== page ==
Every Monday, Boxing Truth will answer questions asked by fight fans. Send yours to @MarcDeanie or let us know your thoughts at the contact page. This week there’s plenty of Crawford loving, Klitschko hating and Khan contemplation.
What has to change to bring back the glory days of the heavyweight division?
The division has to be a Klitschko-free zone. Vitali and Wladimir are fantastic boxers and equally brilliant athletes but their peak years have coincided with the heavyweight division’s worst. If Wladimir wins his rematch with Tyson Fury, we could be subjected to some more mind-numbing matchups. If Fury wins, all the focus goes onto him, America’s WBC champion Deontay Wilder and IBF title holder Anthony Joshua. That is a tantalising triumvirate. I suspect Joshua’s handlers won’t let him anywhere near ‘Bronze Bomber’ Wilder, an enormous puncher, until the Fury situation is settled. I can see a pre-Joshua bout between Fury and Wilder in 2017. Keep an eye on promising New Zealander Joseph Parker. Australian Lucas Browne will remain on the fringes until the row about a recent failed drugs test is resolved.
Who will compete for the top places on pound-for-pound lists with Floyd Mayweather Jr and Manny Pacquiao out the picture?
Saul ‘Canelo’ Alvarez is already a superstar of the sport but he must beat middleweight rival Gennady Golovkin to top the pound-for-pound lists. Sergey Kovalev and Andre Ward are on collision course at light-heavyweight and the winner of that super-fight will also put forward a strong case to be the world’s top boxer. Super-bantamweight genius Guillermo Rigondeaux, avoided by Carl Frampton, and WBC flyweight champion Roman Gonzalez are also in the mix. It won’t be long before Tyson Fury and WBO light-welterweight king Terence Crawford join them. Crawford, who comfortably outpointed Ricky Burns at lightweight in 2014, is a phenomenal fighter.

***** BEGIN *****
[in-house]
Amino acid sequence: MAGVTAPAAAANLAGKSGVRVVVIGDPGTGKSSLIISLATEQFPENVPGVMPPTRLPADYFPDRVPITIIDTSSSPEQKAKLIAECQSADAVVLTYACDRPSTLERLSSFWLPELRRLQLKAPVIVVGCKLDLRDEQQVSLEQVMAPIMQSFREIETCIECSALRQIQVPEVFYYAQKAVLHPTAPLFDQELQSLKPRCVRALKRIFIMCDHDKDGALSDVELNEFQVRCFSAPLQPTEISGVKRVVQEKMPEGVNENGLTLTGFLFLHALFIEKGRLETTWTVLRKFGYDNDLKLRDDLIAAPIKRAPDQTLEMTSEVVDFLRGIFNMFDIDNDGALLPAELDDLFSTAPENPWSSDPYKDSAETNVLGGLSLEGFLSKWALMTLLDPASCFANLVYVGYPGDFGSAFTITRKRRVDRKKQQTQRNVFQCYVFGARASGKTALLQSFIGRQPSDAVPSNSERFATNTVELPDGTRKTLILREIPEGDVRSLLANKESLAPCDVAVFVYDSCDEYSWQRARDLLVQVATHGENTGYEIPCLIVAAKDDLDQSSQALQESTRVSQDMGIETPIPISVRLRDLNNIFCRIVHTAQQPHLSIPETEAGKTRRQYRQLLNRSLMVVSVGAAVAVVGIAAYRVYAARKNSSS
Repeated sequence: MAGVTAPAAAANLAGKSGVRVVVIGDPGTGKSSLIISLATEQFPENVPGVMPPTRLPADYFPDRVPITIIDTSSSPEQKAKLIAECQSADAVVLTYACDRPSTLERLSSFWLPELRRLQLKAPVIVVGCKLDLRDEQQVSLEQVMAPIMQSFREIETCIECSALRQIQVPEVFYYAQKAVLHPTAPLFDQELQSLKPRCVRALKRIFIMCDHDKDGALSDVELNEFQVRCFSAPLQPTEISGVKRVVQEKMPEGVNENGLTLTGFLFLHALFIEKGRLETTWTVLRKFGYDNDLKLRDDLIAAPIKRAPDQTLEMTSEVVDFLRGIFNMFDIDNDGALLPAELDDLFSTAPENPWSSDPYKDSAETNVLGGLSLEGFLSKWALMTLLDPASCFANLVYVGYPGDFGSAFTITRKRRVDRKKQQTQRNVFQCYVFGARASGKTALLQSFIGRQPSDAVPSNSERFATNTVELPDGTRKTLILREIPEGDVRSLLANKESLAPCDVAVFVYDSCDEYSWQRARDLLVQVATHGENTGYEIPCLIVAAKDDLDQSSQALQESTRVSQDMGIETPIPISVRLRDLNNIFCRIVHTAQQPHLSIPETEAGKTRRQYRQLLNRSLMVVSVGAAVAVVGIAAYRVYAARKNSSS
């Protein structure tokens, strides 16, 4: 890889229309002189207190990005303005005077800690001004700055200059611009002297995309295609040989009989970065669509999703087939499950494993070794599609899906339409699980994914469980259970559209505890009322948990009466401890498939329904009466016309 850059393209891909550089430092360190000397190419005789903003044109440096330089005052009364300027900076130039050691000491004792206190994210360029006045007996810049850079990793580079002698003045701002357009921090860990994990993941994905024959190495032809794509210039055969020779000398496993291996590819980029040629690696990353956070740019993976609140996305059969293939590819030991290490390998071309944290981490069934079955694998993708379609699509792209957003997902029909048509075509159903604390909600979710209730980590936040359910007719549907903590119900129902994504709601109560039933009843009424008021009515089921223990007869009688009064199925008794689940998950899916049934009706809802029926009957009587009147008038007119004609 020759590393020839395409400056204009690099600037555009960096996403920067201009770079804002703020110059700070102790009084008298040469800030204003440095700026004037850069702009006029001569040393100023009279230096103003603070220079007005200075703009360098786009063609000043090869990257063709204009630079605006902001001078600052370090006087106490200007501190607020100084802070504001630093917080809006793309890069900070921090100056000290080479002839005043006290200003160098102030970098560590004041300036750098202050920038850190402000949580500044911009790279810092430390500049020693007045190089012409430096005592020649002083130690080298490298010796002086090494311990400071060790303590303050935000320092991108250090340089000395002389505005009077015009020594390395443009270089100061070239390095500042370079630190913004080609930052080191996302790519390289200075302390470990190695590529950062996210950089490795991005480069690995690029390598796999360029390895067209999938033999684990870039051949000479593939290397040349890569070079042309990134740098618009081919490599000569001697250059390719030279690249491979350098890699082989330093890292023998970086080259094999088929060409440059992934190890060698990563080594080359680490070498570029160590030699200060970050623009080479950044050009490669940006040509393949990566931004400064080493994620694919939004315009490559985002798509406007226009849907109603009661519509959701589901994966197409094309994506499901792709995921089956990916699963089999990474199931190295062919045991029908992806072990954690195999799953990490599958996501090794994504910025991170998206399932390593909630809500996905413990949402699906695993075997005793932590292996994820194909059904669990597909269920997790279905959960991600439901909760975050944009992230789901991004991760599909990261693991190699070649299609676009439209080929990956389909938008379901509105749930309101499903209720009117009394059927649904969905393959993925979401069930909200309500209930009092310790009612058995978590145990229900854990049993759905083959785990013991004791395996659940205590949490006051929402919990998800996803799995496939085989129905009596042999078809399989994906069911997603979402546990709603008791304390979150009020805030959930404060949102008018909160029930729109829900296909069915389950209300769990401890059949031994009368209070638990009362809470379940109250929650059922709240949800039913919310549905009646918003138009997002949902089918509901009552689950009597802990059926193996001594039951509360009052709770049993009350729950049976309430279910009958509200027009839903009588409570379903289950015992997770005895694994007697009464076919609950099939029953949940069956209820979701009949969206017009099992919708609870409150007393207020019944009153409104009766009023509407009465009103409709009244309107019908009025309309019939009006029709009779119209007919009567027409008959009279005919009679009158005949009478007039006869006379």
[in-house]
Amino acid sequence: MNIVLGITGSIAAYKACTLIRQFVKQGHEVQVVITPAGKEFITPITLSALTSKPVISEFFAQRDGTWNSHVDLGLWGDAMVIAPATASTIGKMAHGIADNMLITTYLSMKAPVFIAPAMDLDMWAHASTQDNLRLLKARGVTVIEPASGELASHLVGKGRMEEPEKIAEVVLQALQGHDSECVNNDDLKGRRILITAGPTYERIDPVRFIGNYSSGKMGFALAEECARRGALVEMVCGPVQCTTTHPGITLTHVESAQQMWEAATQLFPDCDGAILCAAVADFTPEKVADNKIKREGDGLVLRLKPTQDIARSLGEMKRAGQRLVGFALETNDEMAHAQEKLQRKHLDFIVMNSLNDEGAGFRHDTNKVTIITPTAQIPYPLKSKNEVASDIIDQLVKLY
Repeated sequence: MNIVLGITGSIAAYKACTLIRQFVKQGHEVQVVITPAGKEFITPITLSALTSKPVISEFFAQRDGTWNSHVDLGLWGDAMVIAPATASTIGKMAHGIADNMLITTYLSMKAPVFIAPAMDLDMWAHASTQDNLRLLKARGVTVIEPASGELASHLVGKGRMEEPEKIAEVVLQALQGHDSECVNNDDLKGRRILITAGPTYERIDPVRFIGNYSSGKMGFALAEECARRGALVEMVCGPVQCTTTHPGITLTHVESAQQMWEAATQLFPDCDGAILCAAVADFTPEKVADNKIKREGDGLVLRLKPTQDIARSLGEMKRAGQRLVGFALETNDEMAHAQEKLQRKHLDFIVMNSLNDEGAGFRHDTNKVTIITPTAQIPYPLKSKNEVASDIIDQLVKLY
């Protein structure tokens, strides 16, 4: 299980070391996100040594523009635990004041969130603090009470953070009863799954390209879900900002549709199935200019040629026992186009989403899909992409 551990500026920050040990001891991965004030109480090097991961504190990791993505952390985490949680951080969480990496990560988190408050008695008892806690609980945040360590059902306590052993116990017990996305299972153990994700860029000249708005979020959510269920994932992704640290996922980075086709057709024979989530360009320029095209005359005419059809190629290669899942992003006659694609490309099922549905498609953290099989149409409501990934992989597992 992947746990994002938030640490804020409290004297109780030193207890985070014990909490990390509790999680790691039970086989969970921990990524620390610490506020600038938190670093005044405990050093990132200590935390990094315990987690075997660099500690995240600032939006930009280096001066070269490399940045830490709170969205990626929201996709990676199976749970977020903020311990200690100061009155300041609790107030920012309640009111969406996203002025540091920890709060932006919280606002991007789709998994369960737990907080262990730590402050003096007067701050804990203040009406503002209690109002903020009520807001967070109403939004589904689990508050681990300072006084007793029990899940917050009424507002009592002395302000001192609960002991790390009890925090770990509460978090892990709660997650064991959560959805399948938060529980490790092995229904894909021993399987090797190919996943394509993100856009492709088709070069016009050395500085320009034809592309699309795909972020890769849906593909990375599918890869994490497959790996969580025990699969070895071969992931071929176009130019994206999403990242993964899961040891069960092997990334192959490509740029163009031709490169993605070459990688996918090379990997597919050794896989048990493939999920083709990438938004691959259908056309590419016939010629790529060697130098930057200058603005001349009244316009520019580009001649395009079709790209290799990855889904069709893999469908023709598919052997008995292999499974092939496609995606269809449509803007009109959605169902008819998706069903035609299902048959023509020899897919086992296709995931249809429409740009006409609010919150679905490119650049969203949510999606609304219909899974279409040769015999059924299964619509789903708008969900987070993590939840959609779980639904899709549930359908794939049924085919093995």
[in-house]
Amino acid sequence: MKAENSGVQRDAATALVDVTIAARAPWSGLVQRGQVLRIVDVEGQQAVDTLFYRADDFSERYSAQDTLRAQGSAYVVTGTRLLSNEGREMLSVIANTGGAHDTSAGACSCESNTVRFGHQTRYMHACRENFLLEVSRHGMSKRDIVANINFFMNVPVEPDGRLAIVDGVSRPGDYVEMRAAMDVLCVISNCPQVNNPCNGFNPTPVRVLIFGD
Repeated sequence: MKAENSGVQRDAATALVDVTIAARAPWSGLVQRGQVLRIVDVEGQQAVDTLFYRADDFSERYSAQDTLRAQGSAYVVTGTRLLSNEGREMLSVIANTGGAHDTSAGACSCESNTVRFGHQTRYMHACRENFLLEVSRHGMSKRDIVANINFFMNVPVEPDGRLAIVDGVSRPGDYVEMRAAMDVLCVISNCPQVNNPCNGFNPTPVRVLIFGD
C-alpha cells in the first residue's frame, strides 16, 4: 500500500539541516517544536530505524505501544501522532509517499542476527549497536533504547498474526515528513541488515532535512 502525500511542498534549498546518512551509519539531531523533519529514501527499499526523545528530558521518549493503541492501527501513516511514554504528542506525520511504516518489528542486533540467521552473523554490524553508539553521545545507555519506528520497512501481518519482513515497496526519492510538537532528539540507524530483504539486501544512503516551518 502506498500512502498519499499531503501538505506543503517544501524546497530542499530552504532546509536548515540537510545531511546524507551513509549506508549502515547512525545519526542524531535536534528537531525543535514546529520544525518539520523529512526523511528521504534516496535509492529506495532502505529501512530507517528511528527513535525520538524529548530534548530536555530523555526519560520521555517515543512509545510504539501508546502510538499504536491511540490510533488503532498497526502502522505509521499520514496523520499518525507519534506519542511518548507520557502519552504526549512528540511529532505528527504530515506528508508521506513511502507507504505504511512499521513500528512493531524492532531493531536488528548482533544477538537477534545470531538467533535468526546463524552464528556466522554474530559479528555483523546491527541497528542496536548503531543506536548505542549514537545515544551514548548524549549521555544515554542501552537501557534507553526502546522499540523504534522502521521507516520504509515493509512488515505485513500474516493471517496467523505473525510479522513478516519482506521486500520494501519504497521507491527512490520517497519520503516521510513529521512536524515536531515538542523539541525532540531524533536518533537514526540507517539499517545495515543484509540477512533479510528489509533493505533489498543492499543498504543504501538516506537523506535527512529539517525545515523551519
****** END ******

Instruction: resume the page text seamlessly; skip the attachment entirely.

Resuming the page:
Has Amir Khan proved himself in the professional ranks since his silver-medal exploits at the 2004 Olympics in Athens?
Yes, undoubtedly. Khan has had a good career, achieving more than most British fighters at home and abroad and there is no shame in losing to Alvarez. And you don’t fluke wins over guys like Marcos Maidana, Devon Alexander and Zab Judah. It’s important to remember Khan was a truly brilliant amateur and what he achieved in Athens, at the age of just 17, was phenomenal. That feat ensured expectations of him would be sky high when he lost the vest and head guard. Maybe they’ve played a part in him becoming a divisive figure with fans. It probably sounds insane in 2016 but I remember him being spoken about as the next Sugar Ray Leonard. Although Khan has comparable hand speed to Leonard, he doesn’t have the ring legend’s granite chin or world-class punching power. He’s already spoken of his desire to move back to welterweight and I’ll be stunned if he wins a world title belt at 147 pounds.